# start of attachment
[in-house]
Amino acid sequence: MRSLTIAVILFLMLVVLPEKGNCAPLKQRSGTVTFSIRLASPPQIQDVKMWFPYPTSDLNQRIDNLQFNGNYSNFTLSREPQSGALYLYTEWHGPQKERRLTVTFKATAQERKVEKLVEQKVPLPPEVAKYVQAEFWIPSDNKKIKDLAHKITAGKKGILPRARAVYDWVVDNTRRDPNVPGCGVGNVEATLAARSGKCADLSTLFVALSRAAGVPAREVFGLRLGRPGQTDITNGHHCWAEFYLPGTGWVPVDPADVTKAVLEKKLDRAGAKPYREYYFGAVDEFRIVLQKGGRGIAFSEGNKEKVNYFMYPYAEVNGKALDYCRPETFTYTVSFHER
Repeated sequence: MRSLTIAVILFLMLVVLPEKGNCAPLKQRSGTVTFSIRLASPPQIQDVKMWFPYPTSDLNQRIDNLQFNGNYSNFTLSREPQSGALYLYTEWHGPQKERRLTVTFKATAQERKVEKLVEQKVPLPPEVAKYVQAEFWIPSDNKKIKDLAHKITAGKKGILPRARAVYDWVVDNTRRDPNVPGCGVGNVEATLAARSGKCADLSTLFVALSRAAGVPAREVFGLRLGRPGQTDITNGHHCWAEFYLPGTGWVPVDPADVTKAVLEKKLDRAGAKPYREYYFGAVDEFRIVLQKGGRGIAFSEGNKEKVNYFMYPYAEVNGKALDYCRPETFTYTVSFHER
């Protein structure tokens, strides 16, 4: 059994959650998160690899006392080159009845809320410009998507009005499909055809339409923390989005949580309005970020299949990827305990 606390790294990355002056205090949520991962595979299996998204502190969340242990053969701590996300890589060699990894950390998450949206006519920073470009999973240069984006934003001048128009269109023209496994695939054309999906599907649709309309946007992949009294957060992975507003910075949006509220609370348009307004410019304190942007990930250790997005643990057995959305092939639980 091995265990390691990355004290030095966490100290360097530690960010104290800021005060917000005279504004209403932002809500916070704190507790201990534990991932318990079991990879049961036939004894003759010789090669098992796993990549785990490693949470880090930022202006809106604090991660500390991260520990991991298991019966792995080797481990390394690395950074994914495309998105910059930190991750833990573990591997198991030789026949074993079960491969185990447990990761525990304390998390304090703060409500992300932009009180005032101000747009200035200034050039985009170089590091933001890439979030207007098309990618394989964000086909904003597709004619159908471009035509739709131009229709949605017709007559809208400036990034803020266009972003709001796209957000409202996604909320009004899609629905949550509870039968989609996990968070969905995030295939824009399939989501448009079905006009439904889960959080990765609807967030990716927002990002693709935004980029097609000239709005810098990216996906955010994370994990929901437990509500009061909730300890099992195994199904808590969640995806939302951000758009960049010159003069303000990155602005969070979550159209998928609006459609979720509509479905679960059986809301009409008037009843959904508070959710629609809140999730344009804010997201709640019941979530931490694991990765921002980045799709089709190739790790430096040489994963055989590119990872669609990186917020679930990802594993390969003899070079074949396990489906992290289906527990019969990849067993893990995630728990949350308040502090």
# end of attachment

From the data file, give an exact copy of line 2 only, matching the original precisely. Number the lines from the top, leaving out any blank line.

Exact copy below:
Amino acid sequence: MRSLTIAVILFLMLVVLPEKGNCAPLKQRSGTVTFSIRLASPPQIQDVKMWFPYPTSDLNQRIDNLQFNGNYSNFTLSREPQSGALYLYTEWHGPQKERRLTVTFKATAQERKVEKLVEQKVPLPPEVAKYVQAEFWIPSDNKKIKDLAHKITAGKKGILPRARAVYDWVVDNTRRDPNVPGCGVGNVEATLAARSGKCADLSTLFVALSRAAGVPAREVFGLRLGRPGQTDITNGHHCWAEFYLPGTGWVPVDPADVTKAVLEKKLDRAGAKPYREYYFGAVDEFRIVLQKGGRGIAFSEGNKEKVNYFMYPYAEVNGKALDYCRPETFTYTVSFHER